Directed By: John Hughes
Starring: Emilio Estevez, Judd Nelson, Molly Ringwald
Tag line: "Five strangers with nothing in common, except each other"
Trivia: Director John Hughes insisted that the entire cast and crew eat their meals on location in the Maine North High School cafeteria
The 1980s saw a resurgence in both the quantity and quality of movies that focused on the teenage experience, and no one was a better spokesman for the decade’s teens than writer/director John Hughes, the man behind such classics as Ferris Bueller’s Day Off, Sixteen Candles and Pretty in Pink. In The Breakfast Club, Hughes brings his unique insight to the story of five high-school students who have to spend an entire Saturday in detention. At first glance, the teens couldn’t be more different: there’s Andrew (Emelio Esteves), the athlete; Claire (Molly Ringwald), the spoiled rich girl; Allison (Ally Sheedy), the socially backward outcast; Brian (Anthony Michael Hall), the nerdy smart kid, and Bender (Judd Nelson), the rebellious juvenile delinquent. Their up-tight principle, Mr. Vernon (Paul Gleason), sequesters them in the school’s library for the day and assigns each of them to write a 1,000-word essay on who they think they are. What they discover during their day-long incarceration, however, is that they’re not nearly as different from one another as they first thought.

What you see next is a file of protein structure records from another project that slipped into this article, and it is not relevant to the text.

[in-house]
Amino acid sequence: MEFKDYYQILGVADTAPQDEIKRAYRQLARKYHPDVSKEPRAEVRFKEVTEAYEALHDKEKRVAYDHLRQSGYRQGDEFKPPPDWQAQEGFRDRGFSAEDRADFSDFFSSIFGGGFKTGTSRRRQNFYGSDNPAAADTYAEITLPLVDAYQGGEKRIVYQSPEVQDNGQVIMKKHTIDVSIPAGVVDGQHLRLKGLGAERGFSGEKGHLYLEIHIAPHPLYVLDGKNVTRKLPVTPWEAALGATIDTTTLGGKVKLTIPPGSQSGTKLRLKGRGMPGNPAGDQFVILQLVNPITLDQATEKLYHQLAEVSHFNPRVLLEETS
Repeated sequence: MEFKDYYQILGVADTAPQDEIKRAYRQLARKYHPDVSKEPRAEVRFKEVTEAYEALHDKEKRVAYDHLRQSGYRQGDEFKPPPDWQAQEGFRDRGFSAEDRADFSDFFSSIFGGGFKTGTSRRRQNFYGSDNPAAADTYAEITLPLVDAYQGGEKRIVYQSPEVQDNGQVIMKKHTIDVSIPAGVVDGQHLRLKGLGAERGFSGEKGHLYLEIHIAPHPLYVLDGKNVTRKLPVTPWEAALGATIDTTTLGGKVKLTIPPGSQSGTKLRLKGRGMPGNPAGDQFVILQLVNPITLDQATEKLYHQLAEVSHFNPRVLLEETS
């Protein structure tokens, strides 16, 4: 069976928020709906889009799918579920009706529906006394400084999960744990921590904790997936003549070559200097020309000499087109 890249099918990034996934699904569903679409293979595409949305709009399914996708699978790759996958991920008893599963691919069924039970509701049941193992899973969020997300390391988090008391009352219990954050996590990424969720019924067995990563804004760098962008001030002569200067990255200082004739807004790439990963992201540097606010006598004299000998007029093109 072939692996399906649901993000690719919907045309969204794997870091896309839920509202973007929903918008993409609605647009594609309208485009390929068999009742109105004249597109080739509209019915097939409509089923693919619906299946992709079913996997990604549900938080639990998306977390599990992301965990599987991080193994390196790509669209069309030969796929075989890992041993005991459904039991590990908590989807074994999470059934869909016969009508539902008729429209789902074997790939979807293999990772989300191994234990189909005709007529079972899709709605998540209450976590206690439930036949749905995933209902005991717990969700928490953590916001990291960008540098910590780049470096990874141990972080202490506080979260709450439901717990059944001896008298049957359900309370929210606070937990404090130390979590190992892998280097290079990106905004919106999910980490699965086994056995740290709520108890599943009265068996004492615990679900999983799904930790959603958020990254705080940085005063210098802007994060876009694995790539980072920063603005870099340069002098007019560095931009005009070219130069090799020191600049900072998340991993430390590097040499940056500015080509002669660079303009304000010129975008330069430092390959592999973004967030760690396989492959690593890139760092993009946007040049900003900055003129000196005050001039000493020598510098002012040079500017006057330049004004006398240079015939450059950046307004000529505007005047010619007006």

The Breakfast Club is a funny movie, with most of its humor a direct result of the stereotypes imposed on its five leads (Bender, the perennial wise-ass, describes Brian’s admission that he’s in the Physics club as “demented and sad”). Where the drama comes into play is when these stereotypes are stripped away, revealing, in a very convincing manner, that they all share the same problems. In one of the film’s most poignant moments, Brian confesses to contemplating suicide because he received a failing grade on a project for shop class, bringing to mind the earlier scene where his mother (Mercedes Hall) is dropping him off for detention. Along with chastising Brian for getting into trouble, she orders him to use the time to his advantage. “Mom, we’re not supposed to study” he timidly replies. “We just have to sit there and do nothing”. “Well, you figure out a way to study”, she shouts back, as if the tone of her voice had the power to alter school policy. Feeling the pressure to succeed, Brian couldn’t deal with failure, and though his peers may not be exposed to the same scrutiny when it comes to their schoolwork, they can certainly relate to the stress of living up to a parent’s expectations. In the same scene where Brian has the exchange with his mother, Andrew’s father (Ron Dead) warns his son that no college will give an athletic scholarship to a “discipline case”. The focus of each parent may be different, but the effect they have on their respective sons is not.
While undeniably a product of the ‘80s, from its soundtrack (who from this time period doesn’t think of Bender’s fist pump whenever Simple Minds’ Don’t You (Forget About Me) is playing) right down to its very style, The Breakfast Club remains timeless thanks to its honest portrayal of teen angst, something kids of any generation can surely understand. The stereotypes may have been redefined over the years, but the fears and uncertainties many young people face haven't, and that’s why movies like The Breakfast Club, intelligent, well-written films that don’t shy away from these issues, will always be vital.